Bowden & others v Tuffnells Parcels Express, IDS Brief 663, EAT
• Bowden and her colleagues were clerical staff. In 1998, the right to paid annual leave was introduced by the Working Time regulations but Bowden was told she was not entitled to this because she worked in an excluded “sector of activity”, namely road transport.
Her tribunal complaint was unsuccessful. Regulation 18 applied a blanket exclusion to all workers in the road transport sector irrespective of whether the individual was a mobile or non-mobile worker.
Bowden appealed. The EAT found that the blanket exclusion of regulation 18, which denied Bowden – and thousands of other non-mobile workers – the right to paid leave simply because of the sector in which they worked, defeated the broad purpose of the directive.
Rather than dismissing the appeal, proceedings were stayed pending a ruling of the ECJ on specific issues – could UK legislation be construed to take account of the directive’s purpose and what test should the national court apply to determine which employees in the road transport sector should be excluded from the right to paid annual leave?
Knowledge of disability irrelevant
London Borough of Hammersmith and Fulham v Farnsworth, unreported, June 2000, EAT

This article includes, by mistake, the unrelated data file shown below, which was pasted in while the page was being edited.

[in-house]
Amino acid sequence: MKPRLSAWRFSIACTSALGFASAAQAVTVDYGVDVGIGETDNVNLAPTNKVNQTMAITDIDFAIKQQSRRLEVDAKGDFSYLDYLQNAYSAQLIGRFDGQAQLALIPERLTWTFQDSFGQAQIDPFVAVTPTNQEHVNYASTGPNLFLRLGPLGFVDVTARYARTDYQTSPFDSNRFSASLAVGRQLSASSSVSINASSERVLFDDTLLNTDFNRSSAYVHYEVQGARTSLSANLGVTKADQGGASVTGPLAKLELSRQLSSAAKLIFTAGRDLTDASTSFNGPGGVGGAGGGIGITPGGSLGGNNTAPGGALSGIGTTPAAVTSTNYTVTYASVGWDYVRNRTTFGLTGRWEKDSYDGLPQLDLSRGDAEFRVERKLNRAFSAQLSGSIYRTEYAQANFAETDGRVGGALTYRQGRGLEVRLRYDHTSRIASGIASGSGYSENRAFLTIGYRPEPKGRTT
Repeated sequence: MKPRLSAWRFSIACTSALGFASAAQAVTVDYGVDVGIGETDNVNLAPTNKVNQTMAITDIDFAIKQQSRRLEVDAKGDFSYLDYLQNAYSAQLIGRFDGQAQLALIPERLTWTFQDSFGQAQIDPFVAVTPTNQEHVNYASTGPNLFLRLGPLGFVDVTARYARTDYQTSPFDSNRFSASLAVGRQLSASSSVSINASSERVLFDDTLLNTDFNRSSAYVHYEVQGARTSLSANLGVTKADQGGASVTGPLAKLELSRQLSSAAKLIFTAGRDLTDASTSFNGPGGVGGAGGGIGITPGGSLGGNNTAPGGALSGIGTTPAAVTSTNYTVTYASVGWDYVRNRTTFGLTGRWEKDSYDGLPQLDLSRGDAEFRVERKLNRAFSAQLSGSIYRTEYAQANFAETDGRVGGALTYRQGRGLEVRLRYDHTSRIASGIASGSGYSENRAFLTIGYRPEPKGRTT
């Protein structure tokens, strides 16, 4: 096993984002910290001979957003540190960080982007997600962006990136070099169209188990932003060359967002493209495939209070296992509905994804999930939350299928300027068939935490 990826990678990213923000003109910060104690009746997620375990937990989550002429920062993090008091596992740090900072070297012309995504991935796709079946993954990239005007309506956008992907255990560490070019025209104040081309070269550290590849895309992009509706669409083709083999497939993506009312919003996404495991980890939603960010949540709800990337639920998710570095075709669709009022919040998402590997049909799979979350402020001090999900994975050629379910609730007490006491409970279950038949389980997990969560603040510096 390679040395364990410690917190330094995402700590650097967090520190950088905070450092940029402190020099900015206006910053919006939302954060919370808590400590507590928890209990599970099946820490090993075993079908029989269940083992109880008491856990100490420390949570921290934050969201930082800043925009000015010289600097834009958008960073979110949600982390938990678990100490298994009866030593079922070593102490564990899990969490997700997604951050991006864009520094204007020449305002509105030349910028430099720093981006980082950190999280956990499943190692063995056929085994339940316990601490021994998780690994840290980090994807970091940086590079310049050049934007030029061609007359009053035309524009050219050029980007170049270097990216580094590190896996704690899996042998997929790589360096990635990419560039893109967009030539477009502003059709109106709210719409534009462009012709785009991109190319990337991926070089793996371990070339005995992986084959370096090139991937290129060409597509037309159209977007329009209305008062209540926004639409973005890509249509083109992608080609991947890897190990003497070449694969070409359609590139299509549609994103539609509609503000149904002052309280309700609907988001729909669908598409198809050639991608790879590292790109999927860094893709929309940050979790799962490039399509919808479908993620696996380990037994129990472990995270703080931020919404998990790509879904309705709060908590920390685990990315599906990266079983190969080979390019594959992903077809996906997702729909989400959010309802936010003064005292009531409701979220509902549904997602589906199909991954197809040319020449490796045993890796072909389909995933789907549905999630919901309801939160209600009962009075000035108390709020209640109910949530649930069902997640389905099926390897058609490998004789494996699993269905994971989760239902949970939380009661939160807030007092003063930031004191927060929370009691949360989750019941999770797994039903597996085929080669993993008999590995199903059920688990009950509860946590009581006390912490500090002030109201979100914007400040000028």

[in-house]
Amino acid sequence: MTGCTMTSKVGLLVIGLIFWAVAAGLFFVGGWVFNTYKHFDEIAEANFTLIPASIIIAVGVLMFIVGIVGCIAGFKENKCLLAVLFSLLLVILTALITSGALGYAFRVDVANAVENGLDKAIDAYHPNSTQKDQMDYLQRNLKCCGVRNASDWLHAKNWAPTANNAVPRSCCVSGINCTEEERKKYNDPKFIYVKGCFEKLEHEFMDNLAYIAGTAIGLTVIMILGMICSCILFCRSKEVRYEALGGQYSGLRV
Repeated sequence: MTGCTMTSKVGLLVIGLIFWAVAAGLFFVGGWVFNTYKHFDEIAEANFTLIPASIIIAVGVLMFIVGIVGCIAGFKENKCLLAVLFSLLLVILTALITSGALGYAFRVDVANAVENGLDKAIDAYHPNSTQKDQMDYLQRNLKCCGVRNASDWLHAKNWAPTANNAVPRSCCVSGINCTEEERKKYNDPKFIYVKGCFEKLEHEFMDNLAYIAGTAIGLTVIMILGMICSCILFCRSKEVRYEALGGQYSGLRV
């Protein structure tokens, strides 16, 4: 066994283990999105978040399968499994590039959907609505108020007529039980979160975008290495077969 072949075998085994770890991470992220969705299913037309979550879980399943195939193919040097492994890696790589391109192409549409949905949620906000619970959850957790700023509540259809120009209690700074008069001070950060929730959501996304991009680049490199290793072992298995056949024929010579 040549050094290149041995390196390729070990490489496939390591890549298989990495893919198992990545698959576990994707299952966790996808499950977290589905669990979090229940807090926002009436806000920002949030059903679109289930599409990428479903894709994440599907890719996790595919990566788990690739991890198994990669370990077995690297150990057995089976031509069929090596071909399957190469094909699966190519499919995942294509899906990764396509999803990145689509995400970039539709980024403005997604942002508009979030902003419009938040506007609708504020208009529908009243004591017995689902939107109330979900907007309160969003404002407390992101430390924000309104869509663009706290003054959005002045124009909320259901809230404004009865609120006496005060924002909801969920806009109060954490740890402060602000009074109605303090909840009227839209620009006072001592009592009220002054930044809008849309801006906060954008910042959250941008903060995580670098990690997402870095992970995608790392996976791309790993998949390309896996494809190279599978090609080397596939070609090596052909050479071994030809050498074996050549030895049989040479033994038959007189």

• Farnsworth had suffered from depression for a number of years. She was offered a position with Hammersmith as a residential social worker but this was subject to a medical assessment. Hammersmith’s medical expert advised that Farnsworth’s medical history could affect her ability to do the job but did not go into great detail and Hammersmith made no further enquiries.
The offer of employment was withdrawn. Farnsworth brought a successful disability discrimination claim which Hammersmith appealed unsuccessfully to the EAT.
The EAT took into account the Court of Appeal decision in Clark v Novacold, which held it was necessary to identify whether the reason for the less favourable treatment related to the disability and whether others, to whom the reason did not apply, would have been treated differently. Applying this approach means that knowledge of the disability is irrelevant and less favourable treatment is discriminatory unless that treatment can be justified.